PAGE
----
Dear Sam: Three years ago, I resigned from a job because it was an extremely hostile and dysfunctional environment. Aggressive to the point that the HR Director told me that she would testify on my behalf if I chose to pursue legal action. You may be asking yourself if she thought this way, why didn’t she do anything about it, right? The people creating the chaos were above her on the organizational chart.

Anyhow, when I left, it was not on good terms. I tried to go as professionally as possible, not responding to any nastiness. I have no intention of bad-mouthing my employer; however, even if I try to spin this position positively, I am sure they will not say good things if a potential employer contacts them.

This problem has stopped me from looking for work because I don’t know what to say to the inevitable “Why did you leave?” question. I left because I refused to be mistreated. Any suggestions? That, of course, is on top of the 3-year gap I now have on my resume. And no, I haven’t been using my time to volunteer or go to school. Thanks in advance, and sorry for venting. – Anonymous

Dear Anonymous: I often hear from candidates dealing with the same dilemma—they left a position on less than perfect terms and are now worried about the impact a negative reference may have on their job search. This is a sticky situation as you never know what a former employer will say about you during a reference check. Still, you can be proactive to avoid your potential employer receiving a less than stellar review of your performance.

First, do you have any letters of recommendation you could glean from individuals who had the opportunity to work with you during that timeframe? I don’t imagine you were the only mistreated employee, correct? I would recommend trying to arm yourself with as much “proof” that your dismissal was not performance-related. Perhaps even connect with past coworkers via LinkedIn and seek recommendations that way—much easier for you and the recommender—and compile a list of those commendations to provide with your reference sheet at an interview.

Speaking of reference sheets, can you place anyone else other than the company’s HR representative or your former supervisor on your reference list? I often advise candidates to use a former peer, a different supervisor, or even someone you used to work with who is no longer affiliated with the company, allowing you to select the individual who will provide the most unbiased and glowing recommendation.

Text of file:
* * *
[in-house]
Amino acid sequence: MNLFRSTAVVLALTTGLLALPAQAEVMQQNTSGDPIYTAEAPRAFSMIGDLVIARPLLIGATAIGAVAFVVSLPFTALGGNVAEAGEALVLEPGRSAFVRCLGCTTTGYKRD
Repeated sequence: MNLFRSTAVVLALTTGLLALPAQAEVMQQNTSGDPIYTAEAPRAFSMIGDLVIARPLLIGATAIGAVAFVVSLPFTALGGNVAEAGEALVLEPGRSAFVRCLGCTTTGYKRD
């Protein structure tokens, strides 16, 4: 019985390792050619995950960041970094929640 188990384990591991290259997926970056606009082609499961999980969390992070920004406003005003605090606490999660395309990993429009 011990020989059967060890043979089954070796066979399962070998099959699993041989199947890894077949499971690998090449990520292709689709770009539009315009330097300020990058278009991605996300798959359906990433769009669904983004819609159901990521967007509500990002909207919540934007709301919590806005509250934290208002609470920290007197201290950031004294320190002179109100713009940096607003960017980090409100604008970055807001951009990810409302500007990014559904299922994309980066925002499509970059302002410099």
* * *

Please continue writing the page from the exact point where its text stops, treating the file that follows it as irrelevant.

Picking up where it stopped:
As for answering the inevitable “Why did you leave your last employer?” question, I’d recommend something like, “While I thoroughly enjoyed the majority of my experience with XYZ Company, unfortunately, toward the end of my tenure, the workplace and the culture became intolerably hostile due to some leadership changes. I have always been committed to my employers, displayed unmatched dedication, and outperformed expectations, but unfortunately, I could not overcome the negativity in the office generated by those who were playing a direct role in my oversight. Therefore, I selected to resign, handling the entire experience with the professionalism and tact I had displayed throughout my entire career with the organization. As you can see from my recommendation letters, my performance was stellar during my tenure, and my references—who were former peers who worked with me each day—will attest to my diplomatic handling of an unfortunate situation as well as my work ethic and dedication as a top contributor.”

Of course, you are correct in not trying to bad-mouth your employer, and I don’t believe the above statement does that, but you do have to be honest with the conditions of your departure. This also will ensure that if the company is contacted for a reference for some reason, the hiring manager will have a frame of reference in which to judge the validity of any comments made. I wish you the best of luck in your transition back into the workplace. Remember, if you continue to let this hinder your desire to search, your past employer is still controlling you. Instead, take charge of your job search, present the facts of the situation in a professional manner, equip yourself with other recommendations to further validate your performance, and make sure you have a great resume highlighting how you have contributed value to each of your past employers.